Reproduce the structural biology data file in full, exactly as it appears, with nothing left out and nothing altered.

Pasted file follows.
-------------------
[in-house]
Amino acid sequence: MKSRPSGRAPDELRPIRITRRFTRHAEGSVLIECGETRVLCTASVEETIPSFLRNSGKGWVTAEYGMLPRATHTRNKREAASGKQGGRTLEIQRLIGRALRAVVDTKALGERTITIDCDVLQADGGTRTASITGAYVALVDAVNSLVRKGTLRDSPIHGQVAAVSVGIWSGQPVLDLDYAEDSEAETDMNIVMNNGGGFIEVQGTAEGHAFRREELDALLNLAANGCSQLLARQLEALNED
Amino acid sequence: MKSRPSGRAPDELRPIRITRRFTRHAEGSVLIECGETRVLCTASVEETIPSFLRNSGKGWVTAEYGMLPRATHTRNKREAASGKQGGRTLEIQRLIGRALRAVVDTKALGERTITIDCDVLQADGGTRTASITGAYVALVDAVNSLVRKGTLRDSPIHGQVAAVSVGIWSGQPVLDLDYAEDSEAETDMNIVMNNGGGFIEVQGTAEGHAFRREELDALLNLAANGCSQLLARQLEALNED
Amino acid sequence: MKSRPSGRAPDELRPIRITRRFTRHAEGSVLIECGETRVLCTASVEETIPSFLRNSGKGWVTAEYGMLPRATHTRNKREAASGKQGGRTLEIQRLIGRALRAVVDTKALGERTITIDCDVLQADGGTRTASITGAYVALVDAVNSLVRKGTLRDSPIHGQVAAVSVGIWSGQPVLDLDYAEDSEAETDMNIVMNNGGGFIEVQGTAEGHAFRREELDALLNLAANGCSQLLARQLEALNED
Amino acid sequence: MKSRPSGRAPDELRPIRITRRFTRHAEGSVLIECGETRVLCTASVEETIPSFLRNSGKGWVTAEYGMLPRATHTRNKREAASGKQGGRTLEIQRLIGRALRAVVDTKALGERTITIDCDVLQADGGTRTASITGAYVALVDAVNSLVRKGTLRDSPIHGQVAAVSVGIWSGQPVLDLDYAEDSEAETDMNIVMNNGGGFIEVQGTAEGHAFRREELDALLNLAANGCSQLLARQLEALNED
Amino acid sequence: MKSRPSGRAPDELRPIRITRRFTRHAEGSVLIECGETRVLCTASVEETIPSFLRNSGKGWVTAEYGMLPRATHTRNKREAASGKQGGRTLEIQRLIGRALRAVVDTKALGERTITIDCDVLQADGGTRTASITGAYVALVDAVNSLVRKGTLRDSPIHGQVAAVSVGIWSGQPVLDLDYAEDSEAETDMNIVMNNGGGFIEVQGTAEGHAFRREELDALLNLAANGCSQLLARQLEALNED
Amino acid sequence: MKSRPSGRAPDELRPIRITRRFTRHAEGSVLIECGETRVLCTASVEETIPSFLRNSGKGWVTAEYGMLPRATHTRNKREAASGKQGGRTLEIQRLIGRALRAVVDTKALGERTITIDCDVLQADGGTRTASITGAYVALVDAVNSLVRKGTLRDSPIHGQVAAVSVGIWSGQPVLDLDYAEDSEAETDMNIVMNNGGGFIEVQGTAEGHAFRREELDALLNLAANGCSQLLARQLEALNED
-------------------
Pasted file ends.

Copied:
[in-house]
Amino acid sequence: MKSRPSGRAPDELRPIRITRRFTRHAEGSVLIECGETRVLCTASVEETIPSFLRNSGKGWVTAEYGMLPRATHTRNKREAASGKQGGRTLEIQRLIGRALRAVVDTKALGERTITIDCDVLQADGGTRTASITGAYVALVDAVNSLVRKGTLRDSPIHGQVAAVSVGIWSGQPVLDLDYAEDSEAETDMNIVMNNGGGFIEVQGTAEGHAFRREELDALLNLAANGCSQLLARQLEALNED
Amino acid sequence: MKSRPSGRAPDELRPIRITRRFTRHAEGSVLIECGETRVLCTASVEETIPSFLRNSGKGWVTAEYGMLPRATHTRNKREAASGKQGGRTLEIQRLIGRALRAVVDTKALGERTITIDCDVLQADGGTRTASITGAYVALVDAVNSLVRKGTLRDSPIHGQVAAVSVGIWSGQPVLDLDYAEDSEAETDMNIVMNNGGGFIEVQGTAEGHAFRREELDALLNLAANGCSQLLARQLEALNED
Amino acid sequence: MKSRPSGRAPDELRPIRITRRFTRHAEGSVLIECGETRVLCTASVEETIPSFLRNSGKGWVTAEYGMLPRATHTRNKREAASGKQGGRTLEIQRLIGRALRAVVDTKALGERTITIDCDVLQADGGTRTASITGAYVALVDAVNSLVRKGTLRDSPIHGQVAAVSVGIWSGQPVLDLDYAEDSEAETDMNIVMNNGGGFIEVQGTAEGHAFRREELDALLNLAANGCSQLLARQLEALNED
Amino acid sequence: MKSRPSGRAPDELRPIRITRRFTRHAEGSVLIECGETRVLCTASVEETIPSFLRNSGKGWVTAEYGMLPRATHTRNKREAASGKQGGRTLEIQRLIGRALRAVVDTKALGERTITIDCDVLQADGGTRTASITGAYVALVDAVNSLVRKGTLRDSPIHGQVAAVSVGIWSGQPVLDLDYAEDSEAETDMNIVMNNGGGFIEVQGTAEGHAFRREELDALLNLAANGCSQLLARQLEALNED
Amino acid sequence: MKSRPSGRAPDELRPIRITRRFTRHAEGSVLIECGETRVLCTASVEETIPSFLRNSGKGWVTAEYGMLPRATHTRNKREAASGKQGGRTLEIQRLIGRALRAVVDTKALGERTITIDCDVLQADGGTRTASITGAYVALVDAVNSLVRKGTLRDSPIHGQVAAVSVGIWSGQPVLDLDYAEDSEAETDMNIVMNNGGGFIEVQGTAEGHAFRREELDALLNLAANGCSQLLARQLEALNED
Amino acid sequence: MKSRPSGRAPDELRPIRITRRFTRHAEGSVLIECGETRVLCTASVEETIPSFLRNSGKGWVTAEYGMLPRATHTRNKREAASGKQGGRTLEIQRLIGRALRAVVDTKALGERTITIDCDVLQADGGTRTASITGAYVALVDAVNSLVRKGTLRDSPIHGQVAAVSVGIWSGQPVLDLDYAEDSEAETDMNIVMNNGGGFIEVQGTAEGHAFRREELDALLNLAANGCSQLLARQLEALNED